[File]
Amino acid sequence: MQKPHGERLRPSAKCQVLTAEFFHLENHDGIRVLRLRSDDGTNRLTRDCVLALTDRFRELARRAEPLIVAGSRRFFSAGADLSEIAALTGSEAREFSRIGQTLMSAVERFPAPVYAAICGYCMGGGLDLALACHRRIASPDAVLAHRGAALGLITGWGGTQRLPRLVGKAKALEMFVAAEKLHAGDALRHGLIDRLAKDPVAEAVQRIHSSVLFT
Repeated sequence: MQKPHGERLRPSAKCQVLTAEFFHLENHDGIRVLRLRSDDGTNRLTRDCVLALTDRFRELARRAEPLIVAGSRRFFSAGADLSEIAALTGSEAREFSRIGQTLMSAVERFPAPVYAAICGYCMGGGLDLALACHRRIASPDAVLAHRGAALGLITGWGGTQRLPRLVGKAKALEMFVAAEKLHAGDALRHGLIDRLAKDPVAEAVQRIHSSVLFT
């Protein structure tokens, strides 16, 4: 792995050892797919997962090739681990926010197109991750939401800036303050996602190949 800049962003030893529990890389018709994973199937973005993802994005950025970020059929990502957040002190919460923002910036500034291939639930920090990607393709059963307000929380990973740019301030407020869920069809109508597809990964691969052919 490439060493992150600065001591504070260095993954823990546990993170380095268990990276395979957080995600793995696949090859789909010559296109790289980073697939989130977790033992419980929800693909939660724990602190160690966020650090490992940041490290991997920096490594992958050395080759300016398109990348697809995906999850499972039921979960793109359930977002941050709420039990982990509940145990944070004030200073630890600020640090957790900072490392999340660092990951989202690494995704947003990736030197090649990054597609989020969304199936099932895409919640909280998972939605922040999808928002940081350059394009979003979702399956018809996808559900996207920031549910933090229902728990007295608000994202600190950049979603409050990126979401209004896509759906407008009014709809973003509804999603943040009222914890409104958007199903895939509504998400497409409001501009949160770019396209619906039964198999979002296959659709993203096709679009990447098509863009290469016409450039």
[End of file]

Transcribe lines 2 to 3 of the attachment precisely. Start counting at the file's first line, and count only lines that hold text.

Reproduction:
Repeated sequence: MQKPHGERLRPSAKCQVLTAEFFHLENHDGIRVLRLRSDDGTNRLTRDCVLALTDRFRELARRAEPLIVAGSRRFFSAGADLSEIAALTGSEAREFSRIGQTLMSAVERFPAPVYAAICGYCMGGGLDLALACHRRIASPDAVLAHRGAALGLITGWGGTQRLPRLVGKAKALEMFVAAEKLHAGDALRHGLIDRLAKDPVAEAVQRIHSSVLFT
């Protein structure tokens, strides 16, 4: 792995050892797919997962090739681990926010197109991750939401800036303050996602190949 800049962003030893529990890389018709994973199937973005993802994005950025970020059929990502957040002190919460923002910036500034291939639930920090990607393709059963307000929380990973740019301030407020869920069809109508597809990964691969052919 490439060493992150600065001591504070260095993954823990546990993170380095268990990276395979957080995600793995696949090859789909010559296109790289980073697939989130977790033992419980929800693909939660724990602190160690966020650090490992940041490290991997920096490594992958050395080759300016398109990348697809995906999850499972039921979960793109359930977002941050709420039990982990509940145990944070004030200073630890600020640090957790900072490392999340660092990951989202690494995704947003990736030197090649990054597609989020969304199936099932895409919640909280998972939605922040999808928002940081350059394009979003979702399956018809996808559900996207920031549910933090229902728990007295608000994202600190950049979603409050990126979401209004896509759906407008009014709809973003509804999603943040009222914890409104958007199903895939509504998400497409409001501009949160770019396209619906039964198999979002296959659709993203096709679009990447098509863009290469016409450039």